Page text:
CRM has a lot to offer small businesses.
As a customer management tool, it gives you the ability to stay on top of your relationships with existing customers. But when it's integrated with marketing and sales divisions, its ability to drive your bottom line goes through the roof.
Many business owners miss the real value of CRM because they mistakenly perceive it to be just one more piece of small business technology. Rather than using it to coordinate their sales and marketing cycles, they limit it to recording customer data and feedback.
That's just one of the CRM mistakes that plays out everyday in small business. Other CRM mistakes can be just as deadly. Since you're already paying for CRM, it just makes sense to get the biggest bang for your buck – which you can accomplish by avoiding these common CRM mistakes.
- Segmentation. When it comes to CRM the name of the game is integration, not segmentation. CRM should be at the heart of your company's sales, marketing and customer service processes. By helping your employees recognize the systemic value of CRM, you can multiply its ROI and its impact on current and prospective customers.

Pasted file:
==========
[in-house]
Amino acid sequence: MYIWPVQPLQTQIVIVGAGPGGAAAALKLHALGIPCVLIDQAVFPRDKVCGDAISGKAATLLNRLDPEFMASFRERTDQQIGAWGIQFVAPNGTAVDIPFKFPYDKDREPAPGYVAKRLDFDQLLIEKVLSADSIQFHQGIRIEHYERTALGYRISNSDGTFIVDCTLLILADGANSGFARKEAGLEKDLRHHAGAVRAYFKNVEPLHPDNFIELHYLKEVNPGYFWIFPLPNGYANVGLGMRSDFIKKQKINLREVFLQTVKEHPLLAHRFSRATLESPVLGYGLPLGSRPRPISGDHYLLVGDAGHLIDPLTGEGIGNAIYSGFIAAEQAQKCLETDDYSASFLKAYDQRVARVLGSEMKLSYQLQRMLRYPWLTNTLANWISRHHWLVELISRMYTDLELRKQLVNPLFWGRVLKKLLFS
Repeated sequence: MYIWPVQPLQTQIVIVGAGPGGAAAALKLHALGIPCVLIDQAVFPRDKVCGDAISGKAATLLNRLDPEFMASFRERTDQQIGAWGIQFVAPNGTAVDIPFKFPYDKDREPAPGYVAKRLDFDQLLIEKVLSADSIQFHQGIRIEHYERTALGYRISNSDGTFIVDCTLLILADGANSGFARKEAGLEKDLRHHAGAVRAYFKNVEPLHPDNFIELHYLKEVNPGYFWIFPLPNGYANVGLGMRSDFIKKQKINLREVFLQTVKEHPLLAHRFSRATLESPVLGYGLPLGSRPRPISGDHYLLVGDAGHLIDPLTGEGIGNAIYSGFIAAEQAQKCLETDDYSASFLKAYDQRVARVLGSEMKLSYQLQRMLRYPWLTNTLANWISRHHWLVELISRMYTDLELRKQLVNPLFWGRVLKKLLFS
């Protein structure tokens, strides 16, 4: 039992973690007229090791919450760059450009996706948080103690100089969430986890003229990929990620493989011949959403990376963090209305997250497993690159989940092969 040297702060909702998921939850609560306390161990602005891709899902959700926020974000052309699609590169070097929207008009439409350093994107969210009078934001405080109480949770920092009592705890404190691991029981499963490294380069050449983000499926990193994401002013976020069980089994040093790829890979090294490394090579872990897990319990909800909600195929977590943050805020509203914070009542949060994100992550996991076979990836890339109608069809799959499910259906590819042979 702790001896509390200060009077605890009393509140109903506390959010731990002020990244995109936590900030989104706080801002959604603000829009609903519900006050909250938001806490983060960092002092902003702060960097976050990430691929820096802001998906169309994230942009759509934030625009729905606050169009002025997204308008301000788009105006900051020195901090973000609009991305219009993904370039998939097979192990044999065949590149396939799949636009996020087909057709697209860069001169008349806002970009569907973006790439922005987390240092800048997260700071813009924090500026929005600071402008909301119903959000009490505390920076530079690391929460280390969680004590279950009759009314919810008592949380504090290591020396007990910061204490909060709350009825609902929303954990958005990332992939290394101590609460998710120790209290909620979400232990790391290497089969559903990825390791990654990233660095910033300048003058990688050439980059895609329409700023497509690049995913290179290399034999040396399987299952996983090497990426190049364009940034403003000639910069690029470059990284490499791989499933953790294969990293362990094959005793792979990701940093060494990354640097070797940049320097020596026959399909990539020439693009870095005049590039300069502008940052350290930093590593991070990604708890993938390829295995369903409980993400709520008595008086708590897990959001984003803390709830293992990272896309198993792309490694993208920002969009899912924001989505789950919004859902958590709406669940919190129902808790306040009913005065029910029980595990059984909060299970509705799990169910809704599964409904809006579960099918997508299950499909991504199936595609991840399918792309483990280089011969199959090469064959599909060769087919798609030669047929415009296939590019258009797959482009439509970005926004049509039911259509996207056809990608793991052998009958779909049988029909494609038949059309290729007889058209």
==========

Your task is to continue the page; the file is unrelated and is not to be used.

- No customer contact. CRM exists to strengthen your relationships with customers. But if the data lies dormant in the system it won't have any value with your existing customer base. Don't hesitate to use CRM data to market or sell existing customers.
- Too much customer contact. On the other hand, you should have enough self-disciple to avoid using CRM-generated customer data to unleash a plague of marketing contacts on your customer base. Just because you have the information doesn't give you permission to use it irresponsibly.
- Outsourcing. There are plenty of providers who will outsource CRM functions. In most cases, outsourcing is a fatal misstep because outsourced CRM rarely results in a fully integrated and customer driven CRM experience.
- Lack of empowerment. CRM has the potential to put your employees in direct contact with customers on a more consistent basis. But if you don't empower your employees with the authority they need to satisfy customer requests, it could be counterproductive.